Morocco's Jewish community beams quiet pride as pope visits

The Moroccan Jewish community dates back to Roman times and for centuries Jews served the royal court as ambassadors, diplomats, ministers and advisors.

By REUTERS
April 1, 2019 18:32
2 minute read.
Suzanne Harroch, a Jewish Moroccan singer poses for a portrait in her house in Rabat, Morocco

Suzanne Harroch, a Jewish Moroccan singer poses for a portrait in her house in Rabat, Morocco March 29, 2019. (photo credit: YOUSSEF BOUDLAL / REUTERS)

 
X

Dear Reader,
As you can imagine, more people are reading The Jerusalem Post than ever before. Nevertheless, traditional business models are no longer sustainable and high-quality publications, like ours, are being forced to look for new ways to keep going. Unlike many other news organizations, we have not put up a paywall. We want to keep our journalism open and accessible and be able to keep providing you with news and analysis from the frontlines of Israel, the Middle East and the Jewish World.

As one of our loyal readers, we ask you to be our partner.

For $5 a month you will receive access to the following:

  • A user experience almost completely free of ads
  • Access to our Premium Section
  • Content from the award-winning Jerusalem Report and our monthly magazine to learn Hebrew - Ivrit
  • A brand new ePaper featuring the daily newspaper as it appears in print in Israel

Help us grow and continue telling Israel’s story to the world.

Thank you,

Ronit Hasin-Hochman, CEO, Jerusalem Post Group
Yaakov Katz, Editor-in-Chief

UPGRADE YOUR JPOST EXPERIENCE FOR 5$ PER MONTH Show me later

RABAT, - Suzanne Harroch speaks and sings in Judeo-Moroccan, a language of a once-thriving Jewish community that numbered about 300,000 - one of the largest in the Muslim world.

Today, she and her husband are two of only 2,500 Jews left in Morocco, a community that is aging and dwindling even as it enjoys constitutional recognition and protection.

"I identify myself as Moroccan first, then Jewish," the mother of three said in her house in Rabat ahead of Pope Francis' visit, which Jews have welcomed as an opportunity to highlight a status they say is unique in the Muslim world.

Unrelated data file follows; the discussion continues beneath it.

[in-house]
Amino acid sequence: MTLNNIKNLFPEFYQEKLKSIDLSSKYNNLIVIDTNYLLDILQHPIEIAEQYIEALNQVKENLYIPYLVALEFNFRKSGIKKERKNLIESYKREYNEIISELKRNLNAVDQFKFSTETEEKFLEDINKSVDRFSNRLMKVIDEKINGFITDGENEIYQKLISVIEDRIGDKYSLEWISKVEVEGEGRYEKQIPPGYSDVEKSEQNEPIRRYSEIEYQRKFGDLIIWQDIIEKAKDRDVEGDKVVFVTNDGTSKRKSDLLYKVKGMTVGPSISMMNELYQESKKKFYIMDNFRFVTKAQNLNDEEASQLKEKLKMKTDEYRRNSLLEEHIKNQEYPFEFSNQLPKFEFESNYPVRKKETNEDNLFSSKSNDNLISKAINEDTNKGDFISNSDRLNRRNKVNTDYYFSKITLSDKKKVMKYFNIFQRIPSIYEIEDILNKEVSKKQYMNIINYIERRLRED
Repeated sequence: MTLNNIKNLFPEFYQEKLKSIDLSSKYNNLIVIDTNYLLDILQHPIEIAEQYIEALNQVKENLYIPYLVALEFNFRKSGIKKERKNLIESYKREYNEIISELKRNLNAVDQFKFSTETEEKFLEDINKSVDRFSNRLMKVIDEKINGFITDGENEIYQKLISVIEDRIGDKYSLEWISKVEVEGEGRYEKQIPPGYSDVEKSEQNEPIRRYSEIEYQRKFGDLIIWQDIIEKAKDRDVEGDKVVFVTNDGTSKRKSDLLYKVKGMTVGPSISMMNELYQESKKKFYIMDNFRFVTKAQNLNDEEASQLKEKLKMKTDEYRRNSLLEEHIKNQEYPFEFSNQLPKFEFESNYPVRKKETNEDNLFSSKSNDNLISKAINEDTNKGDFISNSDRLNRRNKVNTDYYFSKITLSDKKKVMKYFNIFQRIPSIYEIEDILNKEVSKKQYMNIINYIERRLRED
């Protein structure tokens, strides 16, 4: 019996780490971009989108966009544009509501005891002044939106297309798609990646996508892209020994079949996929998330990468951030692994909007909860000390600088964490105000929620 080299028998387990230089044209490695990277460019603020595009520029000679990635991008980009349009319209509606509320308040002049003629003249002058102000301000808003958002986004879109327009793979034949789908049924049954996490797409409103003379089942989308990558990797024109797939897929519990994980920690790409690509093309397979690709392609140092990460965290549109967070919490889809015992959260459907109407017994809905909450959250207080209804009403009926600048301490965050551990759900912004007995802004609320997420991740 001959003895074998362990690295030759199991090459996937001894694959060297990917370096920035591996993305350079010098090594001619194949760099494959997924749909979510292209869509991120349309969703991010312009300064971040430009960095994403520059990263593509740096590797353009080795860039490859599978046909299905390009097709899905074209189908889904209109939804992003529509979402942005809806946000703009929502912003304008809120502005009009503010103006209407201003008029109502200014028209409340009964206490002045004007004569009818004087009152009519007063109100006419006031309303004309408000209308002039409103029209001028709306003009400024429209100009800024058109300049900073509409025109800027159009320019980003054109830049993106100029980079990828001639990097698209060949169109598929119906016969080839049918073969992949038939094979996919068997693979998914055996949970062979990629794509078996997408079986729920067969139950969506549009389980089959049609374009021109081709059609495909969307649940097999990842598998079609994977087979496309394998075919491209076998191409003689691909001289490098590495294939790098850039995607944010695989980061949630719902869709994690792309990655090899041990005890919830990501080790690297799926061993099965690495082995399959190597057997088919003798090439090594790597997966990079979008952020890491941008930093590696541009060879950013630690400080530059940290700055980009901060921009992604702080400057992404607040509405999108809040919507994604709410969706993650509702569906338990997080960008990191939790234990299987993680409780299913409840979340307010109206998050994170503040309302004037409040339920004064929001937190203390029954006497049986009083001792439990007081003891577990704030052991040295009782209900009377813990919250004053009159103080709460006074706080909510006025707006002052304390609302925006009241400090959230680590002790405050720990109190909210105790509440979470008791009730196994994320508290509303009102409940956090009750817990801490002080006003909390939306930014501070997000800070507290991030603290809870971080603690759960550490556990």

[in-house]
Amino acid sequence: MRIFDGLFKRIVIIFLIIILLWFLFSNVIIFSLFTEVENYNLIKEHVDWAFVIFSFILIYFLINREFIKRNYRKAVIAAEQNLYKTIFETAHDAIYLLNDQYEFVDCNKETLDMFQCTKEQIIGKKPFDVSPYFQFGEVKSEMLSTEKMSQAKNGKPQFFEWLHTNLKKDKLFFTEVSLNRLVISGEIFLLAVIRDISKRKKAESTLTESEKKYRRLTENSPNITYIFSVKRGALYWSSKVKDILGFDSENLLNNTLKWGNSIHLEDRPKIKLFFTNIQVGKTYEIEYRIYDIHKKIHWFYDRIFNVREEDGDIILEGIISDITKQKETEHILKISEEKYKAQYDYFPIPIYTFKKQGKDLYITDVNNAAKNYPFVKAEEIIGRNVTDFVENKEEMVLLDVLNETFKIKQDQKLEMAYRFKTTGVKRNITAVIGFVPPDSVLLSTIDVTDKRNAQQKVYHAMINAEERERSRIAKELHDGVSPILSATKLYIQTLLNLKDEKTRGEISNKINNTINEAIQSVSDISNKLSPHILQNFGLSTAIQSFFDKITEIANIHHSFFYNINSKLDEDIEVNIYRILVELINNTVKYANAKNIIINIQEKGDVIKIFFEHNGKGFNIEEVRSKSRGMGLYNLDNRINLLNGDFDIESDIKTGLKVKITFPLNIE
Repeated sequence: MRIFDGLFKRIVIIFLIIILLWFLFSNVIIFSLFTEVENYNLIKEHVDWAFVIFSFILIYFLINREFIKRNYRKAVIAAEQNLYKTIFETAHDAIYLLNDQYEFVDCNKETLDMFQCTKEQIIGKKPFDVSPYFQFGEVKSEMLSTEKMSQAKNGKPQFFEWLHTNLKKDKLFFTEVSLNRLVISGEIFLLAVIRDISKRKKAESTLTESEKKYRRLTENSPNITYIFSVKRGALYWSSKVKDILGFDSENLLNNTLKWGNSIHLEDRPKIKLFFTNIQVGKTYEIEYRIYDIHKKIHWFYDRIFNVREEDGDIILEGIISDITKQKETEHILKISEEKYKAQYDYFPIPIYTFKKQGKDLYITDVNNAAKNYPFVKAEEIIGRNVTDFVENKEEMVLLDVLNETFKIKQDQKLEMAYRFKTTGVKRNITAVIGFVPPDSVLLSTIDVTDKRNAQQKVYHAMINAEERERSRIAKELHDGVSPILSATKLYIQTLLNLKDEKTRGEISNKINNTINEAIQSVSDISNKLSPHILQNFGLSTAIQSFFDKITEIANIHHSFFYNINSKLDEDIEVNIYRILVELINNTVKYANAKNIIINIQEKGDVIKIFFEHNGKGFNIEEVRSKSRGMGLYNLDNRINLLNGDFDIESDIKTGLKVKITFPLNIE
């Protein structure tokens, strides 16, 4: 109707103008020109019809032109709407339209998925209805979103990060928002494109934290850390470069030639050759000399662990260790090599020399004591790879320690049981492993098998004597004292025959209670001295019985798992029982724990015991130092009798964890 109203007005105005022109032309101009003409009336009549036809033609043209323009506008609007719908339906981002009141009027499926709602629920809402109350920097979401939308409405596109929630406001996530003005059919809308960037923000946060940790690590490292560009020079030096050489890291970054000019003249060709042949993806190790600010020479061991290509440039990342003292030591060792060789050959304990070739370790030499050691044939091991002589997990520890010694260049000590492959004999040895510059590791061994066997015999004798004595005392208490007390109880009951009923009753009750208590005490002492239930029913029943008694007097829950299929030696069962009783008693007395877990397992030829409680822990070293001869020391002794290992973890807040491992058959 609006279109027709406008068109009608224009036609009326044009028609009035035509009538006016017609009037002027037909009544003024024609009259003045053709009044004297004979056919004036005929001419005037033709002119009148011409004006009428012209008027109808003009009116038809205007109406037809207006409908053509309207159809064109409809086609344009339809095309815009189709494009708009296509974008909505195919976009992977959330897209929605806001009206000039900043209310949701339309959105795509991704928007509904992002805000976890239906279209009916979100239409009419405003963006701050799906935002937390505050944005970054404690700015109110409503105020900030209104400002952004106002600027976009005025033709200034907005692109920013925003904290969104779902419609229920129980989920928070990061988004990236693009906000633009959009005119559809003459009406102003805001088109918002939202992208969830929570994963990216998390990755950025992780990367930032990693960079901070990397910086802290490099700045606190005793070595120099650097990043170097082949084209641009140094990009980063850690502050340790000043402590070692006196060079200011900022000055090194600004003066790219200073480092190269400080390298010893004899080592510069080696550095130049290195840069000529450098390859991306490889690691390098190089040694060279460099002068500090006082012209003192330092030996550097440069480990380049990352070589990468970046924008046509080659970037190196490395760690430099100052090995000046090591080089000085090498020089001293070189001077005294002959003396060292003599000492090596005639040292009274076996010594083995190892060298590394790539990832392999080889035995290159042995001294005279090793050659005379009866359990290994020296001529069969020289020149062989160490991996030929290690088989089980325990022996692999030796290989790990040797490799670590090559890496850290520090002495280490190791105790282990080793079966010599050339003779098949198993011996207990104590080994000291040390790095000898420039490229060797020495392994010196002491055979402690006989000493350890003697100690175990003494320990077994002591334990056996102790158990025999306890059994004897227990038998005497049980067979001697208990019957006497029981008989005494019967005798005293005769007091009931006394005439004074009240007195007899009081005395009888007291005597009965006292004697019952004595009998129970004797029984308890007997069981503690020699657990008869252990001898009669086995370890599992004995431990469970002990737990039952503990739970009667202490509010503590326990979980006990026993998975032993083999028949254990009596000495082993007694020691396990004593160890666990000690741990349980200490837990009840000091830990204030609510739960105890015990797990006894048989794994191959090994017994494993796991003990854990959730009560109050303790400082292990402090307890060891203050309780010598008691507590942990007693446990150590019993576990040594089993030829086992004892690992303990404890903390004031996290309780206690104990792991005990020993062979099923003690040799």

On Saturday, Jewish leaders joined Christian representatives in the front row at two events presided over by the pope and King Mohammed VI on interfaith dialog.

Morocco's 2011 constitution recognizes the "Hebraic" constituent as a component of the national identity. Jews in the north African Kingdom have their own courts, family code and schools and even a state-supported Jewish heritage museum.

Unlike many Moroccan Jews, who left for Israel, Europe and America in the past six decades because of grinding poverty and political uncertainty, Harroch and her husband decided to stay.

"Morocco is where I belong. I feel safe here," said Harroch, who worked as hotel director until her recent retirement. Her husband is also Jewish and works as a doctor serving the Muslim community.

She now dedicates her time to singing in Judeo-Moroccan as part of a musical group made up of Muslim musicians who help her delve deep into the country's ancient Jewish heritage.

The Moroccan Jewish community dates back to Roman times and for centuries Jews served the royal court as ambassadors, diplomats, ministers and advisors.

During the French colonial era, King Mohammed V refused to apply the antisemitic measures imposed by the collaborationist French Vichy regime during the Nazi occupation of France in World War Two.


In 2010, his grandson, the current king, launched a program to restore hundreds of synagogues, Jewish cemeteries and heritage sites across the country, and reinstated the original names of some Jewish neighborhoods that had been changed during and after the colonial era.

The king also paid for the restoration of the Jewish cemetery in the island nation of Cape Verde, more than 2,000 miles away, as it contains the graves of Moroccan Jews who emigrated there.

Moroccan Jews say they feel protected by the king.

"He is the head of all the faithful, both Muslims and Jews," said Davide Toledano, head of Rabat’s Jewish community, which now has less than 200 members.

Morocco's 23,000 Roman Catholics - most of them expatriate Europeans, mainly French, and sub-Saharan African migrants - make up less one percent of the population of about 35 million.

Addressing the pope on Saturday, the king, who is also Morocco's top religious authority, said: "I cannot speak of the land of Islam as if only Muslims lived there .... I protect Moroccan Jews as well as Christians from other countries who are living in Morocco."

Zhor Rehihel, director of the museum of Moroccan Judaism in Casablanca, is a Muslim.

"Jewish heritage is part of our collective and diverse Moroccan identity that we should preserve,” she said.

Join Jerusalem Post Premium Plus now for just $5 and upgrade your experience with an ads-free website and exclusive content. Click here>>

Related Content

A MEMBER of a neo-Nazi party gives a salute outside a speech by Richard Spencer on the campus of Mic
April 18, 2019
Facebook bans British neo-Nazi groups

By AMY SPIRO